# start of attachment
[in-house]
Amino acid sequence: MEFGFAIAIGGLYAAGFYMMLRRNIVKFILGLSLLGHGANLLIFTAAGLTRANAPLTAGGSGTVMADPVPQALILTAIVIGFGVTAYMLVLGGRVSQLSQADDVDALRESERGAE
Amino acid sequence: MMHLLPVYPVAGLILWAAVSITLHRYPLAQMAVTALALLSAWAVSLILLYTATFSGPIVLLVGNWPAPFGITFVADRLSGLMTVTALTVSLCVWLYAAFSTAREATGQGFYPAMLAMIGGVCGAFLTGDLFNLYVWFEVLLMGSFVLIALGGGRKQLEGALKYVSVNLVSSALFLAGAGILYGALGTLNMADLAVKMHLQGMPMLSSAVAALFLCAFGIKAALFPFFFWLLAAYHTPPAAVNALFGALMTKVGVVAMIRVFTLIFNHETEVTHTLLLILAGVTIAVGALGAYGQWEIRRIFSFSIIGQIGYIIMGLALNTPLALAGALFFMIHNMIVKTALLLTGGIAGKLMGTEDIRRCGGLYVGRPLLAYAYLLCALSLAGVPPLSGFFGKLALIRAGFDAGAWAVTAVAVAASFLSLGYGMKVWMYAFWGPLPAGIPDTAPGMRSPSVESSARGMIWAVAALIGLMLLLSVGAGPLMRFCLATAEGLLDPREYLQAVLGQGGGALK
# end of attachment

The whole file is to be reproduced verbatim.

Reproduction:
[in-house]
Amino acid sequence: MEFGFAIAIGGLYAAGFYMMLRRNIVKFILGLSLLGHGANLLIFTAAGLTRANAPLTAGGSGTVMADPVPQALILTAIVIGFGVTAYMLVLGGRVSQLSQADDVDALRESERGAE
Amino acid sequence: MMHLLPVYPVAGLILWAAVSITLHRYPLAQMAVTALALLSAWAVSLILLYTATFSGPIVLLVGNWPAPFGITFVADRLSGLMTVTALTVSLCVWLYAAFSTAREATGQGFYPAMLAMIGGVCGAFLTGDLFNLYVWFEVLLMGSFVLIALGGGRKQLEGALKYVSVNLVSSALFLAGAGILYGALGTLNMADLAVKMHLQGMPMLSSAVAALFLCAFGIKAALFPFFFWLLAAYHTPPAAVNALFGALMTKVGVVAMIRVFTLIFNHETEVTHTLLLILAGVTIAVGALGAYGQWEIRRIFSFSIIGQIGYIIMGLALNTPLALAGALFFMIHNMIVKTALLLTGGIAGKLMGTEDIRRCGGLYVGRPLLAYAYLLCALSLAGVPPLSGFFGKLALIRAGFDAGAWAVTAVAVAASFLSLGYGMKVWMYAFWGPLPAGIPDTAPGMRSPSVESSARGMIWAVAALIGLMLLLSVGAGPLMRFCLATAEGLLDPREYLQAVLGQGGGALK